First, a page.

CNN nailed the lid on the coffin by playing the video of her telling the story on one side of the screen with actual footage of her landing and being greeted by children with flowers just as soon as she stepped off the plane on the other half.

I am uncertain how much more effective than Obama she would have been given what I feel was an extremely organized effort to undermine what was nearly certain to be a Democrat presidential victory in 2008.

Proto-Tea baggers I work around were already dredging up very old allegations of Clinton misconduct from the 90's.

A primary challenge now would be terribly dangerous. It would divide us when we most need to be united...

Obama has highly disappointed me many times but a primary challenge would be utter suicide.

How often has this happened and the replacement nominee then gone on to win the Presidency? Has that ever happened?

I want one of these left-wing whining nutcases to offer up one damn example! Because I do not believe it has ever happened, and if there is one exception the rest have lead to nothing but defeat.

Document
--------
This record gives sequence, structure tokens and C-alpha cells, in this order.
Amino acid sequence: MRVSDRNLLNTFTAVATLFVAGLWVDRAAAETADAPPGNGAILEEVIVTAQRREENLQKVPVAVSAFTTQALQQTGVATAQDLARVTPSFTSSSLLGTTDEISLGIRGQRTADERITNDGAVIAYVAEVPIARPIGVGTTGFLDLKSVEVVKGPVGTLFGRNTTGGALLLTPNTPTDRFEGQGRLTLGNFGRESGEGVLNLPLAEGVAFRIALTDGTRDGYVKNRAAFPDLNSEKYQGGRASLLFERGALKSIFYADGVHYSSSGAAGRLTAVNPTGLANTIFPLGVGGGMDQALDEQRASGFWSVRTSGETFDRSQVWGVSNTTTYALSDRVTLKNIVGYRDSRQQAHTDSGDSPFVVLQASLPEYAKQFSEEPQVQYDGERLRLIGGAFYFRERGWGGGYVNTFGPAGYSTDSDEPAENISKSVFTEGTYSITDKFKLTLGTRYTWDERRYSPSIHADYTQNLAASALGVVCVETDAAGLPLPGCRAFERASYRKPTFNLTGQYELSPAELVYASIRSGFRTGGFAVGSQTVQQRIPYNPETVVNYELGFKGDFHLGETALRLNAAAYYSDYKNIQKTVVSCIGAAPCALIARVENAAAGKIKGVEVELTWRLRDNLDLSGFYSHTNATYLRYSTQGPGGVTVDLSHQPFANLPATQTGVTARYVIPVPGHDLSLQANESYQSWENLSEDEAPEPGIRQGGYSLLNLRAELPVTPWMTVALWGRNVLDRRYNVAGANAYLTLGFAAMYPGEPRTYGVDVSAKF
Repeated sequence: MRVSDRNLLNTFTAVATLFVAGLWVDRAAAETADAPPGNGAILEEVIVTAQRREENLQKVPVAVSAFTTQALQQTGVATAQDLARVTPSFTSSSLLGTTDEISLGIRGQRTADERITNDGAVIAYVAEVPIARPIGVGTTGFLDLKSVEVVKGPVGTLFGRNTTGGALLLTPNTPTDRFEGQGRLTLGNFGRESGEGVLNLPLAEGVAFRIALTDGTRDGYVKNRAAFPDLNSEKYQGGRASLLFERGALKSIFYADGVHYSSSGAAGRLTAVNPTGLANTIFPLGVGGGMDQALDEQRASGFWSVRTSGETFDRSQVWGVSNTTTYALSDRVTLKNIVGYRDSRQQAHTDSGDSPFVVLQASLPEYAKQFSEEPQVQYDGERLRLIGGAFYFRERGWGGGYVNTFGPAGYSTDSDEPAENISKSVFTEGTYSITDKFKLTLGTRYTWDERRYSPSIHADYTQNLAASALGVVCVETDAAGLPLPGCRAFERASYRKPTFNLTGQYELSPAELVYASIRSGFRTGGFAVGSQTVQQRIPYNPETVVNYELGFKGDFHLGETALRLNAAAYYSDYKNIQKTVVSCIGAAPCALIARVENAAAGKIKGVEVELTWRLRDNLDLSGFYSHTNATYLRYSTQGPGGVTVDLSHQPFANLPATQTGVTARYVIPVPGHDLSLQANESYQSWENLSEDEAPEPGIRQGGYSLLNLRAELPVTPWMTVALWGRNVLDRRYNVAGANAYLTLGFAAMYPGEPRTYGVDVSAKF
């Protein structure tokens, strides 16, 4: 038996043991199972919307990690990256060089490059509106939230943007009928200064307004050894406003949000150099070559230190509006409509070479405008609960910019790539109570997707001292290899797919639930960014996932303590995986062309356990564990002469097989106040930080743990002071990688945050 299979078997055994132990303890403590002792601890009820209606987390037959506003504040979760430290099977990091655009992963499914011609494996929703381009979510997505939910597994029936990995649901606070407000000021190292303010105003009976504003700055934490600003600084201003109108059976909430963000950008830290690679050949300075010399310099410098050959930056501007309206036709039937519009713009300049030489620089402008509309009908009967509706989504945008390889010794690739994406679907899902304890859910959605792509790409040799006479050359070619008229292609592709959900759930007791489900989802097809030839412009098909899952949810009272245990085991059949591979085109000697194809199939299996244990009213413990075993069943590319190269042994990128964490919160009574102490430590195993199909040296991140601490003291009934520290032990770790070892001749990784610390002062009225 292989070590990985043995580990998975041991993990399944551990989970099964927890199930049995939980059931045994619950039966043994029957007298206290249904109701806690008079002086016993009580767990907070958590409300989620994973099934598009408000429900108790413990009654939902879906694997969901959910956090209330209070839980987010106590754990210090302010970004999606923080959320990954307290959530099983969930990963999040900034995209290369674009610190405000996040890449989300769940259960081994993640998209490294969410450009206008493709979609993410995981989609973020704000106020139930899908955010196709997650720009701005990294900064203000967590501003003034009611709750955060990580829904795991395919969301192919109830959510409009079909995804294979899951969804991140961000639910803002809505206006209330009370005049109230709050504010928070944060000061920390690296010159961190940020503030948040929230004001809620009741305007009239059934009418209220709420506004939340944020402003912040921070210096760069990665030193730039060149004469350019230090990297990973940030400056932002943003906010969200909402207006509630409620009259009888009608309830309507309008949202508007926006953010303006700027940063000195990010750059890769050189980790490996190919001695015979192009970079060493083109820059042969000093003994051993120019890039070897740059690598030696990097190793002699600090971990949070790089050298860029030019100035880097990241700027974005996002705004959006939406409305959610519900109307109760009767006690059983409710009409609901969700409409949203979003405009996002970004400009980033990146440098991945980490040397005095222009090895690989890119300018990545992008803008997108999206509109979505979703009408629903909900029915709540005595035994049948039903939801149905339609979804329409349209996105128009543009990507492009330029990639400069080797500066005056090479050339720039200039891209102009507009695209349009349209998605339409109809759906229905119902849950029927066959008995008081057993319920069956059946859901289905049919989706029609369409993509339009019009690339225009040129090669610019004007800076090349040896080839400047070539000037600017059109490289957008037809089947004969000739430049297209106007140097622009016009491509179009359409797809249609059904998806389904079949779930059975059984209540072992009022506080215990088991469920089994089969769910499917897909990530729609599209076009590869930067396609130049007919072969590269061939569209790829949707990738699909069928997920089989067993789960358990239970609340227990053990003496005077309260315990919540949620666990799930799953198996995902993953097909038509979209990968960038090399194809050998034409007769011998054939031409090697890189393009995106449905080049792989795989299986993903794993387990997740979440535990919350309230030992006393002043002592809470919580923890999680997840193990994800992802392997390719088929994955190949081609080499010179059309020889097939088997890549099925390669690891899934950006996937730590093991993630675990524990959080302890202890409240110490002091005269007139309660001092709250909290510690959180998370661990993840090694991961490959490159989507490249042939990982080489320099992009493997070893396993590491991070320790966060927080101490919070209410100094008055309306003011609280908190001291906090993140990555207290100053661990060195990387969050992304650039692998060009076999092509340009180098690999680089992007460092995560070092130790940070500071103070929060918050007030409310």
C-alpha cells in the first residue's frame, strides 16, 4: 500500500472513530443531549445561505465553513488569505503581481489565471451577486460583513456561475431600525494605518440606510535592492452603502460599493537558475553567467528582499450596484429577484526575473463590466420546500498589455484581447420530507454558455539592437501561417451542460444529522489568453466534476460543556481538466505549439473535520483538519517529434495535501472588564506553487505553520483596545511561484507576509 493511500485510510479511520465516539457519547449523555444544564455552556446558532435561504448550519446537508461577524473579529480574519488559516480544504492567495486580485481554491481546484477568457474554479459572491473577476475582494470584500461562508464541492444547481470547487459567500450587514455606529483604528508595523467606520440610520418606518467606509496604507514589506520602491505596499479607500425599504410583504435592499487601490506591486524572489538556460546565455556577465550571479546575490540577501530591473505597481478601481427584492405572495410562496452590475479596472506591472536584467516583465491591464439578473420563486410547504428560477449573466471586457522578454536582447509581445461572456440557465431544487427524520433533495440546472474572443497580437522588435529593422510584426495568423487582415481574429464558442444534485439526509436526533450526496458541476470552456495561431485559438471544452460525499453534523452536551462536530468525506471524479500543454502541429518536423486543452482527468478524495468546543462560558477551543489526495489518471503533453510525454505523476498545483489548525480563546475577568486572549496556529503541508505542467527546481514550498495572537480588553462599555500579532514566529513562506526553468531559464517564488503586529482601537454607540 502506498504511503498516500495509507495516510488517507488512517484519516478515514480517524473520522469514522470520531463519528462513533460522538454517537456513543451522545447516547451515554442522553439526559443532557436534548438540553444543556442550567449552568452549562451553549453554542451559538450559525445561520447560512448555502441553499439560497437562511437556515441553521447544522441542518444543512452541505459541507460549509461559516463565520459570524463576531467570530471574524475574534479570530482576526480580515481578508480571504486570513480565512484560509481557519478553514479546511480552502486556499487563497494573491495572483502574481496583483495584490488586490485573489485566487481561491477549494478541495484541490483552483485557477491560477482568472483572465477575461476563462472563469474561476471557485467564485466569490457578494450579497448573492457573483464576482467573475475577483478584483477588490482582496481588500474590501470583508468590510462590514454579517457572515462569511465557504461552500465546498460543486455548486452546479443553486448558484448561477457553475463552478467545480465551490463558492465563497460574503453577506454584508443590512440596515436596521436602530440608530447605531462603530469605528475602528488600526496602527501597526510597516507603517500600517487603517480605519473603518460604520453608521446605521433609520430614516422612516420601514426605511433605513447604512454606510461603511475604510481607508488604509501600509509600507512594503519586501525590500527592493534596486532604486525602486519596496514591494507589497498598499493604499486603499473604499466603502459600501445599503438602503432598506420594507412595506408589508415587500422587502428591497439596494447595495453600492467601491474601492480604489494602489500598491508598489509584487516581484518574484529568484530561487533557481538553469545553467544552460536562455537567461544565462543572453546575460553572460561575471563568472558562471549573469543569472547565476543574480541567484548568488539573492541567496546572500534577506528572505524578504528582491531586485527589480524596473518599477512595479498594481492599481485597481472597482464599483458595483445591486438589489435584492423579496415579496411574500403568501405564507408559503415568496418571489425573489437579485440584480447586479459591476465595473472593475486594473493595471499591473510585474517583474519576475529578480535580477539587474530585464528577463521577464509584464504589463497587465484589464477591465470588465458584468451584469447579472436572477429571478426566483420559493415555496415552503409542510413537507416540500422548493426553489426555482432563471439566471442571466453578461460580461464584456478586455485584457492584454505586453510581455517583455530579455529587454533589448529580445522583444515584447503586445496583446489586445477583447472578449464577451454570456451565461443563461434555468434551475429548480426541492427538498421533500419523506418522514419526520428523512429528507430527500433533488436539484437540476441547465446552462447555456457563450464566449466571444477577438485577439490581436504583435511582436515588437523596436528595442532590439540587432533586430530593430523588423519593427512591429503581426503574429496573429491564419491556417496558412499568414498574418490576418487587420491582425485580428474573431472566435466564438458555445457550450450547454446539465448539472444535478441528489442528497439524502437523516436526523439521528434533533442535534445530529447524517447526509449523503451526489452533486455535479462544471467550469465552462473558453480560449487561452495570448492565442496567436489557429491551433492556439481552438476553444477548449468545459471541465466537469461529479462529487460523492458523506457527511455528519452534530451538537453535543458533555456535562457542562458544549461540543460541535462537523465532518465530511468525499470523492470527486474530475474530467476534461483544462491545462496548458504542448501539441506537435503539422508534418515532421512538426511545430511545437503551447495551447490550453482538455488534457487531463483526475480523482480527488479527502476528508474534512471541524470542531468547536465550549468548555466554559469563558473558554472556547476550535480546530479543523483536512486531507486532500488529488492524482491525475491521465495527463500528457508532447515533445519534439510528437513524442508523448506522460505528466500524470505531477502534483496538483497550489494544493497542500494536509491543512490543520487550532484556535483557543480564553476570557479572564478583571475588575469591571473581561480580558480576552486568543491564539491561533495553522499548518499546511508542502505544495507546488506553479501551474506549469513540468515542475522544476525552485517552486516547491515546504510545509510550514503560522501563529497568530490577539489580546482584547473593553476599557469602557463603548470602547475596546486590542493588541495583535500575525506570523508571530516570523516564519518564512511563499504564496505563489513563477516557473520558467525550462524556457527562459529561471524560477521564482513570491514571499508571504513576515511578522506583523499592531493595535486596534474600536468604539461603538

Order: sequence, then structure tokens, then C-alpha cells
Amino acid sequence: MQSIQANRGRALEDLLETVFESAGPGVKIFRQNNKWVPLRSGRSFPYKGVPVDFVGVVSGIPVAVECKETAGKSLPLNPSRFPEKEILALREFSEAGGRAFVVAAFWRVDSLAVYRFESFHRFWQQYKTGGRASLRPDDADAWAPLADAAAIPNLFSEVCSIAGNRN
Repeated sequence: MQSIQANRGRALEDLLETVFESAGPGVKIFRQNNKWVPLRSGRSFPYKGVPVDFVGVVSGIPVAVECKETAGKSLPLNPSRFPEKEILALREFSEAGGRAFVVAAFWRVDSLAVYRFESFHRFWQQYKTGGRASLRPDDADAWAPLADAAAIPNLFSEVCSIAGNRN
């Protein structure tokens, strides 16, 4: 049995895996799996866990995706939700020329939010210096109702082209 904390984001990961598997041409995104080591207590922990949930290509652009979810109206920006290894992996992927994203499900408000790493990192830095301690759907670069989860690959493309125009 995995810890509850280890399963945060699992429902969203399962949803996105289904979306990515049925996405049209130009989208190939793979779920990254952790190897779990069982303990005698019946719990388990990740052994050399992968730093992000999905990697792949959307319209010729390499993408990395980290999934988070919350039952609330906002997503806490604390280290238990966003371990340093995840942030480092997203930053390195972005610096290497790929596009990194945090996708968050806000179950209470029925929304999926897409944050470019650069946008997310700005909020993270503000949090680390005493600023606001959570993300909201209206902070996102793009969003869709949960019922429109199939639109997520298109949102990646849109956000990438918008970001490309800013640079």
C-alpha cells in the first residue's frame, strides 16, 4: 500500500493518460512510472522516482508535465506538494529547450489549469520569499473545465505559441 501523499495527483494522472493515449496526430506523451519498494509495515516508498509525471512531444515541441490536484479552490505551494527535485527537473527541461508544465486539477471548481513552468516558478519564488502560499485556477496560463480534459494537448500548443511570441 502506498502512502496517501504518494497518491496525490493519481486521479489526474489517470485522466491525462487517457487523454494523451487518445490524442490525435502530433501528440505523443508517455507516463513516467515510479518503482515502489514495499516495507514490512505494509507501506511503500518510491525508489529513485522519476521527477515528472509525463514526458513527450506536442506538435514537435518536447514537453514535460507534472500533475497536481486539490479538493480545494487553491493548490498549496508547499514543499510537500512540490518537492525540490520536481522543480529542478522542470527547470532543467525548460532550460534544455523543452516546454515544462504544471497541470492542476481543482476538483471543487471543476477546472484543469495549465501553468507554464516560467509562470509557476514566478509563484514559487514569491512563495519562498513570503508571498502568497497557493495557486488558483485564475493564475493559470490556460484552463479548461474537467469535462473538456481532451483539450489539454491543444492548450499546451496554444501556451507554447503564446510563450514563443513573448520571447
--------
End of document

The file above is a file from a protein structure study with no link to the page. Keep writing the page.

17 September, 2011 07:58  
Blogger Jerry Critter said...

Agree! The solution is not to replace Obama, but to replace the republicans in Congress. Things would be a lot different if we had a Democratic controlled Congress. Then, if you did not like what Obama was doing, you would have a legitimate gripe.

17 September, 2011 11:32  
Blogger marykmusic said...

The poll that states that one-third of us would be happier with Clinton as President sounded immediately like a Dick Nixon-style dirty trick. Or KKKarl Rove. Divide and conquer.

17 September, 2011 15:44  
Blogger Sue said...

I was a Hillary supporter too, but I think it was because I knew it meant Bill would be back in the WH if she won!

I agree it is all about ridding Congress of the destructive teabaggers and wingnuts. Obama is just one man with limited powers, alot of people don't seem to grasp that. I don't have much confidence in the voters to vote out the obstructionists, we have an electorate who absolutely love those Reps. and think just like them. It's frightening to say the least.